Focus on Wolverhampton council’s ethnic pay gap
The council’s report on the ethnic pay gap for 2021 shows the average average hourly rate for its white employees was £16.14, compared to £15.38 for ethnic minority workers, a difference of 4.71 %.
In total, the local authority has 3,678 full-time equivalent staff, of which 3,328 have chosen to share details of their ethnicity, representing 90.5% of the workforce.
Of these, 2,374 (64.5%) were white and 954 (25.9%) belonged to minority ethnic groups.
In a report to the council, HR business partner Baljit Basatia said: “The workforce spans a wide range of service areas rather than just one sector.
“The grades for each role vary depending on the level of responsibility, and so there is a wide range of pay scales to reflect this. Of the 3,328 employees who declared their ethnicity, 2,351 were female and 977 were male.
“The average average hourly rate for white men was £16.71 and £16.22 for ethnic minority men. It was £15.86 for white women and £15.14 for ethnic minority women.
Council equality bosses, who are due to discuss the issue next week, have already taken steps to bridge the gap, including the creation of four staff equality forums covering gender, maternity and paternity ; race, religion and belief; disability and age and the rainbow forum; a corporate equality steering group that meets quarterly where staff forums discuss issues with external stakeholders; the establishment of a “safe space” for employees to anonymously raise concerns with an independent external service; and a review of the recruitment process to remove barriers and help diverse candidates apply for vacancies.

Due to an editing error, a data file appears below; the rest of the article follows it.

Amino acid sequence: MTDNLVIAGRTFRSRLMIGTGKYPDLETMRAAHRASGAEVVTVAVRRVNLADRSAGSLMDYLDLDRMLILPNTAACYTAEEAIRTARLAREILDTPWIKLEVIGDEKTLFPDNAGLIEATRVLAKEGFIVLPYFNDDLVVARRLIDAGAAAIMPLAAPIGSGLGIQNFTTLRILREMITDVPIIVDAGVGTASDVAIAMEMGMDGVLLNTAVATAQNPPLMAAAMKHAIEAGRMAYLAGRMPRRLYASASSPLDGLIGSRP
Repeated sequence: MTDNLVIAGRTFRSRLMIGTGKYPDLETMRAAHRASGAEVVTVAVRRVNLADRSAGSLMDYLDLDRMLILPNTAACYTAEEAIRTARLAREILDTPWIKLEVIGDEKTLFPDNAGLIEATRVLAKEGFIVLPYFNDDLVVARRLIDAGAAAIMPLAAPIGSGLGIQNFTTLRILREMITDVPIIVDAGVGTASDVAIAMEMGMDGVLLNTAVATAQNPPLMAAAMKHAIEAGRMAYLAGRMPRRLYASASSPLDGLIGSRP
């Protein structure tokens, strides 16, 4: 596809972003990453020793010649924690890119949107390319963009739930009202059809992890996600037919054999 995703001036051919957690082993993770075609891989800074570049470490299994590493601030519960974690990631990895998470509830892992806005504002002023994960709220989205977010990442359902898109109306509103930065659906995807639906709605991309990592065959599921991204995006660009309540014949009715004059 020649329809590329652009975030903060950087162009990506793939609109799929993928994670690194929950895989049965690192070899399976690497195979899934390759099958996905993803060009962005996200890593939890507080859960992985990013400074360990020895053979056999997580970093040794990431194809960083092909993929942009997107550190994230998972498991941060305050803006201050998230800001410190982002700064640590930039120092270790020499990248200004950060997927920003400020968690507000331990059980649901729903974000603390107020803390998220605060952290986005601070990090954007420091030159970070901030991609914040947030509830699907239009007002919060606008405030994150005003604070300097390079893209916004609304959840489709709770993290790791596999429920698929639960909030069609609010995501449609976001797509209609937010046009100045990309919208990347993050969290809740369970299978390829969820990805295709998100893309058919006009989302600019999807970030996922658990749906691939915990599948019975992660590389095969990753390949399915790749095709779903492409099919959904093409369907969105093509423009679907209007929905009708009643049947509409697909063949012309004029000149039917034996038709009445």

Other steps include the development of an external career site that informs potential candidates of opportunities within the board, including the benefits of working for the board, types of careers, basic HR policies and education. cases on various employees; unconscious bias training (provided to 1,463 employees since 2017); comprehensive support for candidates not selected for interviews, to support them in their future applications (five out of 15 employees who requested support succeeded in seizing new opportunities); the appointment of an equality officer to lead on issues of race, religion and creed and the use of inclusive language.
Reporting data on the ethnic pay gap is not a current legal requirement and many councils and employers choose not to publish this information.
The report added: “Equality, diversity and inclusion are at the heart of everything the council does and human resources will continue to work in partnership with our team to consider other future actions that may be taken. “
The board’s resources and equalities review committee is due to discuss the matter on Wednesday.